Happy New Year! As I sit on the doorstep of 2014, it is with hope for a strong economy, worldwide peace, and an end to hunger and deadly diseases. I know I am asking for much, and I do not really believe it will all happen. But wouldn’t it be nice?
Instead, from a banking standpoint, I will focus on financial and economic issues. Practically everything needed to make 2014 a wonderful year will have to emanate from Washington DC. Some issues relate to economic policy, some to regulatory restraint, and some to legislative initiative. Bear in mind that this is a wish list, not a forecast.
It is incumbent upon the Federal Reserve and new Chairman Janet Yellen that the unwinding of the asset purchase program be done in such a way as to not harm the still-fragile economy. Any action that causes a spike in inflation or increases the unemployment rate could be devastating. No doubt, members of the Federal Reserve Board will have their hands full.
On the regulatory restraint side, we face a tall order. Little has been done, aside from verbal recognition that regulatory burden is a problem, to demonstrate any restraint. Regulators have consistently looked at each rule they write as a unique document, designed to deal only with the issue at hand, with no regard for the totality of the rules being issued, their effect on other rules or the differing applicability to various financial service providers. Further, there has been little differentiation of the rules for different types and sizes of banks; most rules are written as one-size-fits-all.
In particular the Consumer Financial Protection Bureau should direct all of its attention to nonbank financial service providers to bring them up to the same regulatory level as the banking industry. That task is technically what it was created to do, but seemingly the CFPB has turned most of its efforts to banks, instead of nonbanks.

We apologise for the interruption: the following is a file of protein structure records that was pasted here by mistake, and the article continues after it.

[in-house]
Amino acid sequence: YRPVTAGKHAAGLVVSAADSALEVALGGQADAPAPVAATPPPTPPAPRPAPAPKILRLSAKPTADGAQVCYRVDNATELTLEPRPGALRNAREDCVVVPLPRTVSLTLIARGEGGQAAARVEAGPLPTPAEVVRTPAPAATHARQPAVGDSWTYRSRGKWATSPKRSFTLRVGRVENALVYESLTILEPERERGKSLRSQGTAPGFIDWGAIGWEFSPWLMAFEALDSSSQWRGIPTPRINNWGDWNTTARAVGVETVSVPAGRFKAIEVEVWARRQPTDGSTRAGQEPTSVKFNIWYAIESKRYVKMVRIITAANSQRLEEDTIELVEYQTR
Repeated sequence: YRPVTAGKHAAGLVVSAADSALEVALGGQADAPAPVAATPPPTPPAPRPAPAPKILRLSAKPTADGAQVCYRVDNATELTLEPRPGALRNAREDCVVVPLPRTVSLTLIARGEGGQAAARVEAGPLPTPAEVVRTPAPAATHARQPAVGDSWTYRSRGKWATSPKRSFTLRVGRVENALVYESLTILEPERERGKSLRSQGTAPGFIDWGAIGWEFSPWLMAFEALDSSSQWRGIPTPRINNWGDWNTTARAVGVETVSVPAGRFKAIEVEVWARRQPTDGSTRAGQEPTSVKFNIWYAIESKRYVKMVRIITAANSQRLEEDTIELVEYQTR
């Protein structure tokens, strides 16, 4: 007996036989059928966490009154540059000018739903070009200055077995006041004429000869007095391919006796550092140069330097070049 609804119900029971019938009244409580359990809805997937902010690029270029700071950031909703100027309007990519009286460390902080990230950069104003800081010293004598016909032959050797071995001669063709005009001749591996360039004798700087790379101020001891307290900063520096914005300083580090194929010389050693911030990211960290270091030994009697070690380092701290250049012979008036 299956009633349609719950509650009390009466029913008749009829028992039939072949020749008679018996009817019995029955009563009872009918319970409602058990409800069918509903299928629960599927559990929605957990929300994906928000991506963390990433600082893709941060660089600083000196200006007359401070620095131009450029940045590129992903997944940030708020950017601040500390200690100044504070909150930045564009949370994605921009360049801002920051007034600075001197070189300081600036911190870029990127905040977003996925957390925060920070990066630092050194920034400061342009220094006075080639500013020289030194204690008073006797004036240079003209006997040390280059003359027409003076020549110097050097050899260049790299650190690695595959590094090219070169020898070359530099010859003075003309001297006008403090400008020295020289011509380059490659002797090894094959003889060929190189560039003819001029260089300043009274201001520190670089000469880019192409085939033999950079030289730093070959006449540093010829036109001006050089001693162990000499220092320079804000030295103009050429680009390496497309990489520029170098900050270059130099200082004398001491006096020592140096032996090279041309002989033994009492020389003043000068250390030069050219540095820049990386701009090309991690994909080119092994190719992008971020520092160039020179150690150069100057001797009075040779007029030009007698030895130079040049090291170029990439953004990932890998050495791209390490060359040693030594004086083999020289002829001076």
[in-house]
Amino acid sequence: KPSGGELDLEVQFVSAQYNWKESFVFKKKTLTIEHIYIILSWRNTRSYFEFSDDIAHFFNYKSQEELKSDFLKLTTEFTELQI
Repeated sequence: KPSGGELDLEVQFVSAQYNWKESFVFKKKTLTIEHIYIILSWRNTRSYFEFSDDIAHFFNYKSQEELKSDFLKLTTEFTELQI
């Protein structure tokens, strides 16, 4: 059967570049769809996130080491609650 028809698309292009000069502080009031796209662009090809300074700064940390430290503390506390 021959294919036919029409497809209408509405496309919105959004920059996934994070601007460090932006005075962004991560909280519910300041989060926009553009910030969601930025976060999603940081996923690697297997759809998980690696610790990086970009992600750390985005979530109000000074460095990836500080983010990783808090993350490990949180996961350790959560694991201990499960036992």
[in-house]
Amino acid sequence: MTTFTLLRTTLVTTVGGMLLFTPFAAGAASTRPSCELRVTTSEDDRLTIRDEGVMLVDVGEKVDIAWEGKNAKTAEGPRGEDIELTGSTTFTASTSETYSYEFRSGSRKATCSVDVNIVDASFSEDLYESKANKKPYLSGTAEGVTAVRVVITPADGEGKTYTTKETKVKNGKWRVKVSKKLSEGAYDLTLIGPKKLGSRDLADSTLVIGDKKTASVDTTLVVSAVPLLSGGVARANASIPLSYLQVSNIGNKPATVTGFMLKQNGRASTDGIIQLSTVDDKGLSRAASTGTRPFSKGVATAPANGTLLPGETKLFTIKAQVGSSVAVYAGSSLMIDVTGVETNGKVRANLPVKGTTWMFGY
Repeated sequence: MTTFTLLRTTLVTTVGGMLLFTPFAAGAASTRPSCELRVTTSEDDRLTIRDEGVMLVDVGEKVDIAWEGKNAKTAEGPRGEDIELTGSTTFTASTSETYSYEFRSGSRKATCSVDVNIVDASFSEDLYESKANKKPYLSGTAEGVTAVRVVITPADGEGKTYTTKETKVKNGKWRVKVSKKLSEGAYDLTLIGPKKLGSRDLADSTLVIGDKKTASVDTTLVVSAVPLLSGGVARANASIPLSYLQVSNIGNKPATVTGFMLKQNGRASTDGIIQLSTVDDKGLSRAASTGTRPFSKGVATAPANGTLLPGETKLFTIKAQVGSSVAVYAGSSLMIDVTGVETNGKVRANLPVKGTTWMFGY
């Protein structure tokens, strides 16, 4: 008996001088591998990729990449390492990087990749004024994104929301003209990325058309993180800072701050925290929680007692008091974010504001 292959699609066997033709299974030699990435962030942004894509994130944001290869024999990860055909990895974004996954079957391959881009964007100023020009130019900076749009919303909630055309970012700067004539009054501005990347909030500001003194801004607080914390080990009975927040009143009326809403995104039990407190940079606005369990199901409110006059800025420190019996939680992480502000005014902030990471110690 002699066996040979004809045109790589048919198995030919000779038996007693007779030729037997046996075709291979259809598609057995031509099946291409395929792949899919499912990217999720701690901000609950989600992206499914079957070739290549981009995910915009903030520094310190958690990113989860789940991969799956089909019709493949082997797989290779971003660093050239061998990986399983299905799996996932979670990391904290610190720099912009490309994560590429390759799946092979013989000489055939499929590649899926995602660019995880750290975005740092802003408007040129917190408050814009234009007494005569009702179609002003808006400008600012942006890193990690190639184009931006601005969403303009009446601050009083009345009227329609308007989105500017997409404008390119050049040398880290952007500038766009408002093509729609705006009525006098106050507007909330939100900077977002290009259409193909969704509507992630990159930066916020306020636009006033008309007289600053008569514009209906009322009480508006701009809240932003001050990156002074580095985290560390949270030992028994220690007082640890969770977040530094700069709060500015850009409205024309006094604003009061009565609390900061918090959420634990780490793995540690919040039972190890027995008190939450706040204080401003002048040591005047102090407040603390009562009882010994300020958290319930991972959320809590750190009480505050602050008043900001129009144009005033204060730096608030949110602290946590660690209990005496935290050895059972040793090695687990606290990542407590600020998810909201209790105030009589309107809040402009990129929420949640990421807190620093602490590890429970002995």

Regarding legislative initiative, it is well past time for legislators to recognize that their actions or inactions are hindering economic growth. Financial services providers cannot help grow the economy, while they continue to be choked with unnecessary and redundant compliance costs. It is imperative that Congress provide meaningful regulatory relief. Certainly where there are bad actors, impose appropriate penalties and sanctions, but please allow the other 99.9 percent of providers to do their jobs without compliance constraints.
Secondly, legislators need to stop passing economy-killing laws, and get out of the price control business. Markets determine prices. Supply and demand determine prices. Government must not interfere. That said, I doubt much relief or additional burden will occur this year. It is an election year, after all, so little will be done other than campaigning. But wouldn’t it be nice?
S. Joe DeHaven, 01/01/14